How do I approximate the condition number of a large matrix $G$, if $G$ is a combination of Fourier transforms $F$ (non-uniform or uniform), finite differences $R$, and diagonal matrices $S$?

The matrices are very large and not stored in memory and are only available as functions.

In particular, I have the following matrix:

$G_\mu=S^HF^HFS+\mu R^HR$

I want to investigate the relation between $\mu$ and the condition number $k(G_\mu)$.

I assume one needs some kind of iterative approach? Optimally there would be some MATLAB code availabe.

  • 1
    $\begingroup$ How about trying with the definition of the condition number and using triangle inequality and submultiplicativity? I guess you should be able to say something about norms/conditions of each of your matrices. This way you get an estimate of the condition number of $G_\mu$. $\endgroup$
    – Anke
    Commented Apr 10, 2013 at 9:11

1 Answer 1


MATLAB has a couple of "exact" functions for this, cond and rcond, with the latter returning a reciprocal of the condition number. Matlab approximate function condest is more fully described below.

Often estimates of the condition number are generated as by-products of the solution of a linear system for the matrix, so you might be able to piggyback the condition number estimates on other work you need to do anyway. See here for a brief description of how estimates are computed. Also Sandia Labs AztecOO documentation remarks (see Sec. 3.1) that optional condition number estimates are available from iterative solvers (using the generated tridiagonal Lanczos matrix with Conjugate Gradients or the generated Hessenburg matrix with Restarted GMRES).

Since your matrices are "very large" and "only available as functions", the logical approach would be a method that piggybacks on a conjugate gradient solver or variant.

A recent arXiv.org paper Non-stationary extremal eigenvalue approximations in iterative solutions of linear systems and estimators for relative error proposes such an approach and has a few citations to the earlier literature.

Now that I look, this forum has a number of closely related previous Questions (not all with Answers, but check Comments):

Estimate extreme eigenvalues with CG

Estimation of condition numbers for very large matrices

Fastest algorithm to compute the condition number of a large matrix in Matlab/Octave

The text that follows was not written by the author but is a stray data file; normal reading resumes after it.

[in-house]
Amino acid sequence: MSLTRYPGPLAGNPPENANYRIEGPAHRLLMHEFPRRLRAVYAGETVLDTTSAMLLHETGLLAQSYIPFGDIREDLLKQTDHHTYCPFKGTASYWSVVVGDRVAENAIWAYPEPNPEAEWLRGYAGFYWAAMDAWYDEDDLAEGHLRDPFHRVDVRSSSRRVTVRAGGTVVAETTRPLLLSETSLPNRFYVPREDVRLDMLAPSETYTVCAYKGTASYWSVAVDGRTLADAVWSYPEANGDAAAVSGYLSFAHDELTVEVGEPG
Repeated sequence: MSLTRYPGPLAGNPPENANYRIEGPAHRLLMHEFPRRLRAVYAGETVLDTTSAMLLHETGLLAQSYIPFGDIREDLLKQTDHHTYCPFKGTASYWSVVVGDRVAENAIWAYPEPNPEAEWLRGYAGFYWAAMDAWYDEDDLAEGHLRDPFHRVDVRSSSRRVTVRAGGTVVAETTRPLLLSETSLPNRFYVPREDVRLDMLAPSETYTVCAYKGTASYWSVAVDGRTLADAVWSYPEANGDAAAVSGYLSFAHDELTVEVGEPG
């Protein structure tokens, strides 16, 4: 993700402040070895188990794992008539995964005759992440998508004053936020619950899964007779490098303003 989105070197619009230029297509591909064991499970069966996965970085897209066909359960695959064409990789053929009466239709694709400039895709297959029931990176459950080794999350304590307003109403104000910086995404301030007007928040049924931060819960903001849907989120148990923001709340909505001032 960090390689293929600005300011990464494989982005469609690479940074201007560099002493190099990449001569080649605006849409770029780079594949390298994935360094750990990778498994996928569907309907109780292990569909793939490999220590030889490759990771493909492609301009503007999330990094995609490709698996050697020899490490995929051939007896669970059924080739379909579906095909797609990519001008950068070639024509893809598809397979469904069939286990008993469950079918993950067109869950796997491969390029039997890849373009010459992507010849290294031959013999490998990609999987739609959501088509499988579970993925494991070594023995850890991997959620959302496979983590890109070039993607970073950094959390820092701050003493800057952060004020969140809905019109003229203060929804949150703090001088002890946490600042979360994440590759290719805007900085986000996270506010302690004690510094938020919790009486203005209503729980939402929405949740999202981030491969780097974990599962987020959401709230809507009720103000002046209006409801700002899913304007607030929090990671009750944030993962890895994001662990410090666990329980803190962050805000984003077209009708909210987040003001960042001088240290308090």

Since availability of MATLAB code was part of the Question, here's some information about condest, a built-in function that estimates the 1-norm condition number $\|A\|_1 \|A^{-1}\|_1$. The idea is from Hager(1984), with a 2010 write-up and extensions here, to explicitly compute $\|A\|_1$ (find maximum 1-norm of a column) and estimate $\|A^{-1}\|_1$ by a gradient method. See also John Burkardt's CONDITION, a MATLAB library (other languages available) "for computing or estimating the condition number of a matrix."

Since your matrix is apparently Hermitian and positive definite, perhaps the 2-norm condition number is of greater interest. The problem then amounts to estimating the ratio of largest to smallest (absolute) eigenvalues. The challenge is somewhat parallel to the 1-norm case in that generally a good estimate for the largest eigenvalue can be easily obtained, but estimating the smallest eigenvalue proves more difficult.

Although aiming at non-SPD (and even non-square) cases, this recent arXiv.org paper, Reliable Iterative Condition-Number Estimation, gives a good overview of the smallest eigenvalue estimation problem and a promising line of attack by a Krylov-subspace method (LSQR) that amounts to Conjugate Gradients in the SPD case.

  • $\begingroup$ Thank you for your answer. How do I get the condition number as a side product of a conjugate gradient solver? $\endgroup$
    – Stiefel
    Commented Apr 10, 2013 at 12:52
  • $\begingroup$ @Stiefel: There's a 1992 paper On the approximate computation of extreme eigenvalues and the condition number of nonsingular matrices by Lei Guang-yao. Let me see if I can find a better reference (not behind a pay-wall). $\endgroup$
    – hardmath
    Commented Apr 10, 2013 at 13:59
  • $\begingroup$ @Stiefel: Added some links. You may also be interested in checking Google Books (or a library) for Owe Axelsson's Iterative Solution Methods (1996), esp. Chap. 13 The Rate of Convergence of the Conjugate Gradient Method, though the emphasis there is on getting better estimates of number of iterations required for convergence than the condition number alone provides. $\endgroup$
    – hardmath
    Commented Apr 10, 2013 at 14:43
  • 1
    $\begingroup$ @Stiefel With a name like yours you should be teaching us about the CG method :) See en.wikipedia.org/wiki/Eduard_Stiefel $\endgroup$
    – stali
    Commented Apr 11, 2013 at 16:11

Your Answer

By clicking “Post Your Answer”, you agree to our terms of service and acknowledge you have read our privacy policy.

Not the answer you're looking for? Browse other questions tagged or ask your own question.